Richard Harris

Richard Harris appears in the following:

Scientists Battle In Court Over Lucrative Patents For Gene-Editing Tool

Monday, December 05, 2016

A gene-editing technology called CRISPR-cas9 could be a gold mine for its inventors, but it's not clear who owns the idea. U.S. patent judges will soon hear oral arguments to decide the issue.


Congress Poised To Pass Sweeping Law Covering FDA And NIH

Tuesday, November 29, 2016

The House could vote Wednesday on a vast bill that stretches nearly a thousand pages and holds changes large and small for the National Institutes of Health and the Food and Drug Administration.


Big Data Coming In Faster Than Biomedical Researchers Can Process It

Monday, November 28, 2016

There's a plethora of projects to gather data about the brain, various kinds of cancer and every type of cell in the body. But researchers are struggling to keep up with the information explosion.


Patients Increasingly Influence The Direction Of Medical Research

Monday, November 28, 2016

Medical researchers are no longer ignoring the people who have the most to gain — or lose. But as patient advocates become more influential, they risk being co-opted by the biomedical industry.


Biomedical Researchers Ponder Future After Trump Election

Tuesday, November 15, 2016

The federal government spends more than $30 billion a year to fund the National Institutes of Health. How will a new administration affect academic research? What about pharmaceutical research?


DNA Is Not Destiny When It Comes To Heart Risk

Sunday, November 13, 2016

People with unlucky genes but good health habits were half as likely to develop heart disease as those who had an unhealthful lifestyle and genes that increased their heart risk, a study found.


Cigarette Smoking In The U.S. Continues To Fall

Thursday, November 10, 2016

The Centers for Disease Control and Prevention says smoking rates have fallen from 21 percent of the adult population in 2005 to 15 percent in 2015, when the agency conducted its latest survey.


Testing Begins On An Experimental Zika Vaccine With Inactivated Virus

Monday, November 07, 2016

Scientists are racing to create a vaccine. The latest effort being tested uses inactivated virus, a technique that has been used successfully to fight other diseases, and human volunteers.


Renowned Authority On Climate Change Science, Ralph Cicerone Dies At 73

Sunday, November 06, 2016

Up until he retired as head of the National Academy of Sciences, the soft-spoken atmospheric scientist spent his career diligently directing a skeptical public to the human causes of climate change.


First Cases Of New, Infectious Fungus Reported In U.S.

Friday, November 04, 2016

The fungus Candida auris has infected hospitalized patients with weakened immune systems or other serious conditions. Four of the seven patients died, but it's unclear if the fungus was the cause.


Simplified Study Aims To Quickly Test A Long-Shot ALS Treatment

Tuesday, October 25, 2016

Fifty patients with Lou Gehrig's disease have volunteered for a study of a dietary supplement as an experimental treatment. Even a failure could help by eliminating a dead end from consideration.


When A Fainting Spell Is Caused By A Serious Blood Clot

Thursday, October 20, 2016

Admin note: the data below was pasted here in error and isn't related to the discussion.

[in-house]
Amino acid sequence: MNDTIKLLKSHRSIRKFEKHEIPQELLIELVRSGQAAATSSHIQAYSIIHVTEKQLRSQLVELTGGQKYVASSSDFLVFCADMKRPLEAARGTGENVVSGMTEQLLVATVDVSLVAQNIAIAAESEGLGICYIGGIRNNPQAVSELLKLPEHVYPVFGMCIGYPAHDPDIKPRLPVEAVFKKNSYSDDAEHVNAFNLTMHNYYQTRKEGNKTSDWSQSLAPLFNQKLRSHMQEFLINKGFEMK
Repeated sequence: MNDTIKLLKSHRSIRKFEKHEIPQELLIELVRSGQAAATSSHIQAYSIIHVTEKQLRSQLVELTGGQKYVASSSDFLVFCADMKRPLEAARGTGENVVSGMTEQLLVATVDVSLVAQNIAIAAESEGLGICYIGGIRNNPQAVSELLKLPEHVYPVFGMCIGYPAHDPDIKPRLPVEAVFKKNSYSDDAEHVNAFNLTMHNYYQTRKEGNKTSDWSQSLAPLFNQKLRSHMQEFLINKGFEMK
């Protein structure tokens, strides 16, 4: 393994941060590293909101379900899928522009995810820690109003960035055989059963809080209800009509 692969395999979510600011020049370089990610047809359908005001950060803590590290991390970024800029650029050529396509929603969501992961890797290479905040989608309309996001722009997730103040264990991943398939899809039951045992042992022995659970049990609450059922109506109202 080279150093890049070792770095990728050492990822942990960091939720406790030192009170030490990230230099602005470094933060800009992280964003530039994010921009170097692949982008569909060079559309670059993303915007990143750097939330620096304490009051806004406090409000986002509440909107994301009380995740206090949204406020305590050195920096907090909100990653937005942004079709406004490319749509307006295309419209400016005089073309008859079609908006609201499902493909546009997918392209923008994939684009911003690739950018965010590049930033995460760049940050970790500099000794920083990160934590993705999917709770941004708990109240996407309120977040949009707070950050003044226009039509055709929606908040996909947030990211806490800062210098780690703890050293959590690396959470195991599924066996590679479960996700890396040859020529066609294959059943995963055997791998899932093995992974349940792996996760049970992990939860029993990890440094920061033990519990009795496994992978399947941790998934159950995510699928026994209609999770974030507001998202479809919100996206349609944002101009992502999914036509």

Blood clots are on the list of conditions that doctors are supposed to consider when figuring out unexplained fainting spells. An Italian study suggests physicians should be more alert to clots.


Small Savings For Drugs Made To Mimic Biotech Blockbusters

Wednesday, October 19, 2016

Pfizer is poised to start selling Inflectra, its version of the blockbuster rheumatoid arthritis drug Remicade. But the price of Inflectra is only 15 percent less.


Reviews Of Medical Studies May Be Tainted By Funders' Influence

Wednesday, October 12, 2016

Researchers often combine the results of many medical studies to evaluate treatments. But when the combiners have a financial interest, the results might be inaccurate, a scientist says.


3 Chemists Share Nobel Prize For Work On 'Molecular Machines'

Wednesday, October 05, 2016

The 2016 Nobel for chemistry goes to Jean-Pierre Sauvage, Sir J. Fraser Stoddart and Bernard L. Feringa. The chemists are French, Scottish and Dutch, respectively.


Flawed Research Tool Leads To Faulty Medical Findings

Thursday, September 29, 2016

Just as natural antibodies help your body find and fight microbial invaders, tailored research antibodies let scientists target and study cancer cells. But too many are poorly made, scientists say.


Controversy Continues Over Muscular Dystrophy Drug, Despite FDA Approval

Saturday, September 24, 2016

The Food and Drug Administration approved a muscular dystrophy drug despite deeply flawed evidence. Was the decision a dangerous precedent or flexible pragmatism reflecting patients' values?


Are We Reaching The End Of The Trend For Longer, Healthier Lives?

Friday, September 23, 2016

In the past 50 years, better medical care and healthier habits have greatly reduced the risk of dying young from heart disease. But the obesity epidemic threatens to reverse that happy trend.


HHS Issues New Rules To Open Up Data From Clinical Trials

Friday, September 16, 2016

The aim is to make clinical trial data available to volunteers and scientists, even if a drug or therapy being tested turns out to be a failure. That could help identify serious side effects.


Trump Releases Medical Information In Doctor's Letter

Thursday, September 15, 2016

The Trump campaign released information about the candidate's health Thursday. It shows normal test results.